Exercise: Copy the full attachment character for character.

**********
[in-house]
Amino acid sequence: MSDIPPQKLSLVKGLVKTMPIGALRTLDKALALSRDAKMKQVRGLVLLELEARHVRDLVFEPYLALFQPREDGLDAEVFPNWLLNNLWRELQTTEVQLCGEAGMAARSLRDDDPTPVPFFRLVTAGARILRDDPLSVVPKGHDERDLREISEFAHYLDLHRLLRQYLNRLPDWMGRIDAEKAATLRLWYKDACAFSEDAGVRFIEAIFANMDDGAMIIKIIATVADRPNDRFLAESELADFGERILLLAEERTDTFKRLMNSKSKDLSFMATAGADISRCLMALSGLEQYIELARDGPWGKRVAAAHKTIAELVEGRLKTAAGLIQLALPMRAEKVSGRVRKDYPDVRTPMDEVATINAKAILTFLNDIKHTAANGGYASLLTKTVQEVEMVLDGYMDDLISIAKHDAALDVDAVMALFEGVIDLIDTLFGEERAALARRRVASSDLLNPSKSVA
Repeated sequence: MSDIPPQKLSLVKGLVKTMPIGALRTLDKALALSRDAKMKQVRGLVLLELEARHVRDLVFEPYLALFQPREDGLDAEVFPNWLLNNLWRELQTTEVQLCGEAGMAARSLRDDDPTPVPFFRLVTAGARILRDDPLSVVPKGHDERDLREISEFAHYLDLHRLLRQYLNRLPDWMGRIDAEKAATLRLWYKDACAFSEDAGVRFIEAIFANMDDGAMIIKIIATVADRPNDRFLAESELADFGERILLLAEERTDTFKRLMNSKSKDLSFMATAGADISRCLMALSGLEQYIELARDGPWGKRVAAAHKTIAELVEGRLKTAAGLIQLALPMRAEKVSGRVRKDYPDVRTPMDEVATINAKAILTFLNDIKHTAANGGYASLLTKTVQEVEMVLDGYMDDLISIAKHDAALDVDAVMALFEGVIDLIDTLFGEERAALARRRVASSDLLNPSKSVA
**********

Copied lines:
[in-house]
Amino acid sequence: MSDIPPQKLSLVKGLVKTMPIGALRTLDKALALSRDAKMKQVRGLVLLELEARHVRDLVFEPYLALFQPREDGLDAEVFPNWLLNNLWRELQTTEVQLCGEAGMAARSLRDDDPTPVPFFRLVTAGARILRDDPLSVVPKGHDERDLREISEFAHYLDLHRLLRQYLNRLPDWMGRIDAEKAATLRLWYKDACAFSEDAGVRFIEAIFANMDDGAMIIKIIATVADRPNDRFLAESELADFGERILLLAEERTDTFKRLMNSKSKDLSFMATAGADISRCLMALSGLEQYIELARDGPWGKRVAAAHKTIAELVEGRLKTAAGLIQLALPMRAEKVSGRVRKDYPDVRTPMDEVATINAKAILTFLNDIKHTAANGGYASLLTKTVQEVEMVLDGYMDDLISIAKHDAALDVDAVMALFEGVIDLIDTLFGEERAALARRRVASSDLLNPSKSVA
Repeated sequence: MSDIPPQKLSLVKGLVKTMPIGALRTLDKALALSRDAKMKQVRGLVLLELEARHVRDLVFEPYLALFQPREDGLDAEVFPNWLLNNLWRELQTTEVQLCGEAGMAARSLRDDDPTPVPFFRLVTAGARILRDDPLSVVPKGHDERDLREISEFAHYLDLHRLLRQYLNRLPDWMGRIDAEKAATLRLWYKDACAFSEDAGVRFIEAIFANMDDGAMIIKIIATVADRPNDRFLAESELADFGERILLLAEERTDTFKRLMNSKSKDLSFMATAGADISRCLMALSGLEQYIELARDGPWGKRVAAAHKTIAELVEGRLKTAAGLIQLALPMRAEKVSGRVRKDYPDVRTPMDEVATINAKAILTFLNDIKHTAANGGYASLLTKTVQEVEMVLDGYMDDLISIAKHDAALDVDAVMALFEGVIDLIDTLFGEERAALARRRVASSDLLNPSKSVA